Health expert at Anthony Fleming said: “Health cover can be very valuable when treatment is not covered by Medicare outside of the hospital or patients opt to be treated in a private hospital. Many of these medical treatment bills would otherwise be very expensive without private health cover, and this is when it becomes most valuable to consumers.”

“However, this year’s increase in health insurance premiums prompts a significant proportion of policyholders to seriously consider the importance of their health cover. It’s interesting to see the number of consumers who will shop around, with the view of switching to a more suitable and competitive policy this year. We recommend that Aussies review their cover regularly to make sure it’s still relevant to their needs and circumstances, as well as their back-pocket.”

“ is a free comparison site that allows Aussies to easily compare a range of health policies and insurers all in one place. We recommend that those who are considering taking out private health insurance or switching to a new policy do so before 1 April when the rate rise takes effect, to enable them to prepay their years’ worth of premiums in advance and lock in their health policy cost for the next year. While this year we will see the smallest rate rise in 19 years, it’s crucial consumers don’t get complacent and remain health- and money-wise in 2020.”

Cost of health services in Australia

Health servicePrice of treatment
Dental oral exam$52-70 for a comprehensive oral examination[5]
Orthodontics$2000-9000 for traditional metal braces[6]
Contact lenses$20-69 for 30 lenses[7]
Laser eye surgery$2600-3700 per eye[8]
Physiotherapy treatment$88-130 for a 30-minute consultation[9]
Chiropractic treatment$60-70 for a standard consult[10]
Remedial massage$100-165 for a 1-hour massage[11]
Podiatry$80-98 for an initial 30-minute consultation

$70-78 for follow-up consultations[12]


[1] Research commissioned by and conducted by IPSOS Mori in January 2020. Including singles, couples, family and single-parent family policies. These prices may include the Australian Government Rebate applied to policies as a discount according to an individual’s claimed income tier. Results were not adjusted by IPSOS Mori to normalise for the Australian Government Rebate.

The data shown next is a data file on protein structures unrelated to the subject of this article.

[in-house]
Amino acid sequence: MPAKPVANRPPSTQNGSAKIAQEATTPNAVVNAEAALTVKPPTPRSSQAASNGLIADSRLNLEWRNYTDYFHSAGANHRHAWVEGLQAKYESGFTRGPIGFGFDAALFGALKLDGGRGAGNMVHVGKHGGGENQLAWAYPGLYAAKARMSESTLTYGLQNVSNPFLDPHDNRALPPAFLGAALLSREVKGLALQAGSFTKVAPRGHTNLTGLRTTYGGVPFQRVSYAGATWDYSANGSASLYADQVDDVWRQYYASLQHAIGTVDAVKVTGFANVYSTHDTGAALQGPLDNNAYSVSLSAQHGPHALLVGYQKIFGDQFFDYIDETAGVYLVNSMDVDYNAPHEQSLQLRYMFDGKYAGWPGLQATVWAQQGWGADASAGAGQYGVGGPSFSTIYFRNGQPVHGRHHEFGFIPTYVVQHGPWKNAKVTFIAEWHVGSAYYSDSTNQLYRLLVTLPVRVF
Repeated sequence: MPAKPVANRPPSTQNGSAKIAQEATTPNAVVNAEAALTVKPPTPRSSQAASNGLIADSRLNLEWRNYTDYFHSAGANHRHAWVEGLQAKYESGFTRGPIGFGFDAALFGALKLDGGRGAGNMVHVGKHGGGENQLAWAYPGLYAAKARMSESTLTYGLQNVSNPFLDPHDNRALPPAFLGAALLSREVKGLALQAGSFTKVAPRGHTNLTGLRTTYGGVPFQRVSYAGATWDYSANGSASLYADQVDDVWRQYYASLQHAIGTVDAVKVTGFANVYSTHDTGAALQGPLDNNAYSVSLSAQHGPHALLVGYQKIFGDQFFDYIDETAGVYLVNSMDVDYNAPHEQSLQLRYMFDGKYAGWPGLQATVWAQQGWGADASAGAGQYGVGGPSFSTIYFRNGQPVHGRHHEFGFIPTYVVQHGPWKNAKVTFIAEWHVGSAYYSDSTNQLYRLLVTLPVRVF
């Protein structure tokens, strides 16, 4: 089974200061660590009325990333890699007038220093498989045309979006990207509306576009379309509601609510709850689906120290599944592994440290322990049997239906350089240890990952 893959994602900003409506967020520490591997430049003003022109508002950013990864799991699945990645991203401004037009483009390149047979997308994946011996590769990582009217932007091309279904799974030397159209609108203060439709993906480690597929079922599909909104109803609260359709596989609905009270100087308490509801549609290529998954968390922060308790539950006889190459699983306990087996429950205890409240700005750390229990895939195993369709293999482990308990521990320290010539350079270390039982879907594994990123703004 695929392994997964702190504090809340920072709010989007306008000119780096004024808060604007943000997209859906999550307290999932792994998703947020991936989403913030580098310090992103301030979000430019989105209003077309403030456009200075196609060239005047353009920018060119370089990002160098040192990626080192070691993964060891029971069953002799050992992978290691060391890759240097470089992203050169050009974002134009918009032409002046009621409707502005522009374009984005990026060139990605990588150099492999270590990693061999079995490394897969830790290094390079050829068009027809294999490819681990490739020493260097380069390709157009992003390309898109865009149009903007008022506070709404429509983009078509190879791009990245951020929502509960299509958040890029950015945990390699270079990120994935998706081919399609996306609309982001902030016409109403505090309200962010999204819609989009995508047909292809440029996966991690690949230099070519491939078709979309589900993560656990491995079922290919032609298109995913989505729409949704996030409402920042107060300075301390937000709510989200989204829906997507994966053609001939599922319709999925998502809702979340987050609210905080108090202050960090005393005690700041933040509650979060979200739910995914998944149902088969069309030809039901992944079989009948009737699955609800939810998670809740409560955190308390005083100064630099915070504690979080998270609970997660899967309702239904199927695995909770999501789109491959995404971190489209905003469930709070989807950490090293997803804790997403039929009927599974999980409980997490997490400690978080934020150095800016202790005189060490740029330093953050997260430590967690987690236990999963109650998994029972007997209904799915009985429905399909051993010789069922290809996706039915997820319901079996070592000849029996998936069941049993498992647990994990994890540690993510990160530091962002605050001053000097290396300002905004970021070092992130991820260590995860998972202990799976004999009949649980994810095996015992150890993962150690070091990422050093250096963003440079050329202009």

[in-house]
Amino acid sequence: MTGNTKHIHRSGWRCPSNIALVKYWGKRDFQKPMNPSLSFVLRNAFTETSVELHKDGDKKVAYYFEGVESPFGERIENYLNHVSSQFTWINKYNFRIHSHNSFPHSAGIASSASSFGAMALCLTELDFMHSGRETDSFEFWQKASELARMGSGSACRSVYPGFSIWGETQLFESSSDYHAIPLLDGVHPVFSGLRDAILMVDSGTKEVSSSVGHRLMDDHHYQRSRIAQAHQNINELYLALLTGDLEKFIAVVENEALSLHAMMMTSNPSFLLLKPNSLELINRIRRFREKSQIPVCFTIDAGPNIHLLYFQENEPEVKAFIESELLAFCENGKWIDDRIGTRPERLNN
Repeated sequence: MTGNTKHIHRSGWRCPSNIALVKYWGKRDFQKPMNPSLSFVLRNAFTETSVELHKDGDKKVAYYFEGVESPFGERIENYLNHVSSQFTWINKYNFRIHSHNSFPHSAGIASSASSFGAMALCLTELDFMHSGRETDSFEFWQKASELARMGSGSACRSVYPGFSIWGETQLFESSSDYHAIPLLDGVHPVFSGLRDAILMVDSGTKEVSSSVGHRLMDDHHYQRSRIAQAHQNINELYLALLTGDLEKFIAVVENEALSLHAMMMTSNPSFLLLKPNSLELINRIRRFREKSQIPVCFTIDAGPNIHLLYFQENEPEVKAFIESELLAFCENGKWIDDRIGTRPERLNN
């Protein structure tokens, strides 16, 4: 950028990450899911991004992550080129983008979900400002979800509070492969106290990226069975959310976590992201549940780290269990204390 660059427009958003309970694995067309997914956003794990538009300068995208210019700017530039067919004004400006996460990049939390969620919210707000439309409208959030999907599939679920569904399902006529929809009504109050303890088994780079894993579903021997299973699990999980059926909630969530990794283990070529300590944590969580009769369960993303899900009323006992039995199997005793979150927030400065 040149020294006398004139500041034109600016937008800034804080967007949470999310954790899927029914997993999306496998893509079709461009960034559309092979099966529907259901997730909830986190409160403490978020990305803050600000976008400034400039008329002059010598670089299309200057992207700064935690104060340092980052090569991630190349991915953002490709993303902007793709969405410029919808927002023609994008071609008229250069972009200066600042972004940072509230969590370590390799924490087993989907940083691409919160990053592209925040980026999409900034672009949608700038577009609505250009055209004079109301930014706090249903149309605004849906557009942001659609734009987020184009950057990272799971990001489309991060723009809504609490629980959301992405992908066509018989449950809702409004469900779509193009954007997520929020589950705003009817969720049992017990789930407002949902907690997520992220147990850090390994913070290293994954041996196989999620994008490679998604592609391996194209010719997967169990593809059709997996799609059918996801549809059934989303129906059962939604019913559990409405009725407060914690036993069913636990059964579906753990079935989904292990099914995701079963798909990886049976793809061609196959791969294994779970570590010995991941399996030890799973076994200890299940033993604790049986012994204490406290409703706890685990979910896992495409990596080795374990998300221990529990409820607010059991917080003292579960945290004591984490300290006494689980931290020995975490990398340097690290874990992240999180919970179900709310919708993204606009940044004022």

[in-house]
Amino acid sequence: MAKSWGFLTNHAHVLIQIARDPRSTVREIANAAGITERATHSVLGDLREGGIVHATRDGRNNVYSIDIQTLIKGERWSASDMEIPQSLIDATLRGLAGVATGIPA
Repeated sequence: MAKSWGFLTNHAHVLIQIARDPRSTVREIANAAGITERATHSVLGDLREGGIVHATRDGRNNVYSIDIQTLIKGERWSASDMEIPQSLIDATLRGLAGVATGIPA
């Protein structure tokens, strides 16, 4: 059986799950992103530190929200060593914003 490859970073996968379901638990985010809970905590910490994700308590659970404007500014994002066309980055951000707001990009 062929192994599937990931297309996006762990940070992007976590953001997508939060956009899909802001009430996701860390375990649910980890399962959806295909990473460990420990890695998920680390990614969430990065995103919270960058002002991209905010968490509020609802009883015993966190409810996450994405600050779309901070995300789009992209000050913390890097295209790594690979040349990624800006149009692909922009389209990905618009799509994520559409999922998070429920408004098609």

[2] Ministers Department of Health, 2019,
[3] Conducted by Pureprofile – January 2020
[4] Health Direct Australia – Pregnancy, Birth & Baby,
[5] analysed 4 dental providers: Darlinghurst Dental, Dental Boutique, Method Dental and DentaCare
[6] analysed 4 orthodontic providers: Dentistry on Solent, Australia Dental, Dental266, and Clear Choice Orthodontist
[7] analysed 4 optical chains: Specsavers, OPSM, Vision Direct and Clearly. 30 optical lenses provides an individual 15 daily wears.
[8] Vision Eye Institute, 2017,
[9] analysed 4 physiotherapy providers: Physiowise, Complete Sports Care, Physio4all and Inspired Physiotherapy.
[10] analysed 4 chiropractic providers: Simply Health, The Back Clinic, Wellspring Chiropractic, and North Shore Chiro.
[11] analysed 4 massage providers: Physio4all, Entegrahealth, Health Space and Anytime Physio.
[12] analysed 4 podiatry practices: Moving Forward Podiatry, Victorian Foot Clinic, Podicare and Galleria Podiatry.
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Written by Hannah Twiggs

Hannah (or Twiggs as she's known by most of her colleagues) is a non-stop talker, avid snack eater, dog lover and passionate writer. When she's not chatting to journalists or writing up new story angles, Hannah enjoys a good Netflix binge, going away camping with friends and big brunches - preferably with extra bacon.